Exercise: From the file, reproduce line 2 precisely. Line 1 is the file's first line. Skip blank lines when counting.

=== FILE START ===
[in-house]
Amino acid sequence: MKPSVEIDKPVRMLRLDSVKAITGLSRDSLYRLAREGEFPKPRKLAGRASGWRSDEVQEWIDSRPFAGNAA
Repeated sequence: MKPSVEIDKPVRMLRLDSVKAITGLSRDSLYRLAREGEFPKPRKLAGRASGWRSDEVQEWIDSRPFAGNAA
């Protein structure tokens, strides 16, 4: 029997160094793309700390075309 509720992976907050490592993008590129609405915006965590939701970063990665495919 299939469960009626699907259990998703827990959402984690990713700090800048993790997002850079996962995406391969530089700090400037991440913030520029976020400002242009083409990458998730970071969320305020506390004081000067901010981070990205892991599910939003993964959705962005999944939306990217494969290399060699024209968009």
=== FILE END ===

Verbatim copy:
Amino acid sequence: MKPSVEIDKPVRMLRLDSVKAITGLSRDSLYRLAREGEFPKPRKLAGRASGWRSDEVQEWIDSRPFAGNAA